Formerly known as ‘Poem of Procreation,’ Whitman’s ‘A Woman Waits for Me’ is all about the power of regeneration, procreation, and creativity.
Adrienne Rich’s ‘Two Songs’ explores the themes of lust, physicality, and pleasure. These poems feature a speaker’s “post coitum” feelings.
‘Down, Wanton, Down!’ is a direct address to “wanton” or the urge to have unrestrained sexual relationships. The speaker rebukes the desire/person by describing the value of “Love” and “Beauty.”
Whitman’s ‘The Dalliance of the Eagles’ depicts a fierce yet amorous scene of the birds of prey, briefly consummating in the open sky and then parting in their own ways. This poem was not received favorably due to its explicit depiction of sexuality.
A golden poem out of Hall’s heart, ‘Gold’ is about the precious past and conjugal memories of a speaker. It appears in the collection Old and New Poems published in 1990.
Bukowski’s ‘Like A Flower In The Rain’ is a clear-cut poem describing the odd lovemaking of a couple. Bukowski does not shy away from noting their raw conversation in the text.
Denise Levertov’s ‘The Poem Unwritten’ revolves around the extended metaphor for unconsummated love that is aptly portrayed in its very title. This piece fuses physicality with spiritual love.
Galway Kinnell’s ‘After Making Love We Hear Footsteps’ is a beautiful poem about parenthood and love. This piece presents a familiar scene that often occurs in a married couple’s life.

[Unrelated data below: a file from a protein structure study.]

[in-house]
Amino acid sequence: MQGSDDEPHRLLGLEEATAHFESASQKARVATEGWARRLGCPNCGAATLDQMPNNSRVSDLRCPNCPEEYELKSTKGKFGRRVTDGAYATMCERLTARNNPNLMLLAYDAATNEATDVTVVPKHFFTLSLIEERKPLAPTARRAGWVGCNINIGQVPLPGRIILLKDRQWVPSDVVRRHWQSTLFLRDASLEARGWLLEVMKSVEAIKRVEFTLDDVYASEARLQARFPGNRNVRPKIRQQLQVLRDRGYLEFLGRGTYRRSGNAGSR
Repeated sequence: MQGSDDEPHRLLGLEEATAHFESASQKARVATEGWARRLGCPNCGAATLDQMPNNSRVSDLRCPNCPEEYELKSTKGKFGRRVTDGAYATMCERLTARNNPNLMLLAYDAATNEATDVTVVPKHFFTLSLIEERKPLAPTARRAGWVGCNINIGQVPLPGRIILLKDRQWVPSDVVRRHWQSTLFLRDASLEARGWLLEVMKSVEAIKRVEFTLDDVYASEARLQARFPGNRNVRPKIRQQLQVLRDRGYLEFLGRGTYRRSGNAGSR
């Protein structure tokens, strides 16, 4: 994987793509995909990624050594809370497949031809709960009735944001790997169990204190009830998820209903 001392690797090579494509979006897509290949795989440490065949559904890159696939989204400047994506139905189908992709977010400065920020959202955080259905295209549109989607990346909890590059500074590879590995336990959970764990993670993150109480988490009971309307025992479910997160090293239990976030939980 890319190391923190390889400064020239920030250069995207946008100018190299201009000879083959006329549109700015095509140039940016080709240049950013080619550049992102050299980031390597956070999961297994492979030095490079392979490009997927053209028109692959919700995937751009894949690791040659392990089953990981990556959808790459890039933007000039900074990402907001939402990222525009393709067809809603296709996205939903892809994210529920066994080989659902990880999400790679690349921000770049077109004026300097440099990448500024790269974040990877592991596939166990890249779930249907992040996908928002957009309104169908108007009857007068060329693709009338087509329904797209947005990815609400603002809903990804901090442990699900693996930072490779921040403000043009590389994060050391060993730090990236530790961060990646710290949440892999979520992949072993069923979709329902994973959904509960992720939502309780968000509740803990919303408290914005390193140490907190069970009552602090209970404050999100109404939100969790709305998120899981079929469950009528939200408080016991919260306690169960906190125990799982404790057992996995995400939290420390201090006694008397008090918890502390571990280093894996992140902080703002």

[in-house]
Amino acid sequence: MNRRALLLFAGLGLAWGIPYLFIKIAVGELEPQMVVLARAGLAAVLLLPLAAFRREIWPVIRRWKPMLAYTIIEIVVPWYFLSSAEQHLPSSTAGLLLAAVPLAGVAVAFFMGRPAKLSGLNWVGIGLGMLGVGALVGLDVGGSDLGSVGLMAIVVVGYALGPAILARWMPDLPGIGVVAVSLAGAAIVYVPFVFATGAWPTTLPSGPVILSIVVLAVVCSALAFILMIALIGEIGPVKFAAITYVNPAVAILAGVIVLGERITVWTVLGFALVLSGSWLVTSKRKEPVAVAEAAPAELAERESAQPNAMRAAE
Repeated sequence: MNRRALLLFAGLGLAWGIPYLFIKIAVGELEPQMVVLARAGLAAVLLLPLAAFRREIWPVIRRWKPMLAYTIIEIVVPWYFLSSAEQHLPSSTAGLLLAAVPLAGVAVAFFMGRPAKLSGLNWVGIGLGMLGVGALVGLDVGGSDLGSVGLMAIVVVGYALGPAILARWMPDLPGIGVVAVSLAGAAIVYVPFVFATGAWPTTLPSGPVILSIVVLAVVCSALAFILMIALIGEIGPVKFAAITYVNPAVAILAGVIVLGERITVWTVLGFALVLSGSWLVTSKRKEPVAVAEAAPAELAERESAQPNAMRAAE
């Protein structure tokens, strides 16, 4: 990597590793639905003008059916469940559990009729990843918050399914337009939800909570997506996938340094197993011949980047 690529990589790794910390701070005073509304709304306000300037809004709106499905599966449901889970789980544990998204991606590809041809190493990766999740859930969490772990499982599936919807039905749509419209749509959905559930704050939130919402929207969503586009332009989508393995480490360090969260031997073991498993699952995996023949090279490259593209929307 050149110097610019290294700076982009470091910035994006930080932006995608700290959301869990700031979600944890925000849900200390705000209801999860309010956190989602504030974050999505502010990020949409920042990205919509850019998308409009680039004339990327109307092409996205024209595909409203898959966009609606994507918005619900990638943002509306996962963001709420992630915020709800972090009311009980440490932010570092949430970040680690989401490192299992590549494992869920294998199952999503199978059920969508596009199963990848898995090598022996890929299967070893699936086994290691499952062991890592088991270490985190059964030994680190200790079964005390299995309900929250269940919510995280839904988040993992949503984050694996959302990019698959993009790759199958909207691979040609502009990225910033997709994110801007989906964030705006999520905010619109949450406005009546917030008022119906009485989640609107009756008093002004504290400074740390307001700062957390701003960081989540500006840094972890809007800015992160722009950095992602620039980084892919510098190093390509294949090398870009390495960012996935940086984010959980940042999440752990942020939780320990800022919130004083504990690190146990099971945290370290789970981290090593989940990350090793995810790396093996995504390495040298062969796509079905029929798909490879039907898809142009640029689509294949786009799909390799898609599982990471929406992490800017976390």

‘Spare’ appears in The Penguin Anthology of 20th Century American Poetry edited by Rita Dove. This poem describes an unfulfilled love affair of a speaker and her feelings concerning the relationship.
Wendy Cope’s ‘Lonely Hearts’ appears in her poetry collection “Making Cocoa for Kingsley Amis”. This ironic piece talks about a speaker’s desperation over finding a perfect match in a lonely heart’s column.
‘To His Mistress Going to Bed’ by John Donne depicts the pleas of a speaker desperate for his lover to undress and come to bed.
‘Talking in Bed’ by Philip Larkin depicts the difficulties a speaker has talking in bed with his lover. It’s a poem about how loneliness can invade even the most initmate moments.
‘The Indian Serenade’ by Percy Bysshe Shelley is a dreamlike, lyrical love poem told from the perspective of a desperate lover.
‘Sonnet 3: Look in thy glass and tell the face thou viewest’ is a procreation sonnet within the fair youth sequence, a series of poems that are addressed to an unknown young man.
‘What My Lips Have Kissed, and Where, and Why’ is an Italian sonnet about being unable to recall what made one happy in the past.
‘Meeting at Night’ by Robert Browning was originally featured in Dramatic Romances and Lyrics, which was published in 1845. Here, the poet narrates how the lyrical voice sails across the sea to reach his beloved.
In ‘The Stone Age’ by Kamala Das, a frustrated speaker blames her husband for ruining her life by his unappeasable lust. This poem is addressed to the husband in a satirical manner.
When it comes to the theme of unrequited love, John Donne and his metaphysical poetry are at their best! And, in ‘Twickenham Garden’, beloved Donne gives a dosage of heartfelt emotions to the readers.
‘The Flea’ by John Donne is the poet’s most famous poem. In it, he uses one of his brilliant conceits to convince his love to sleep with him.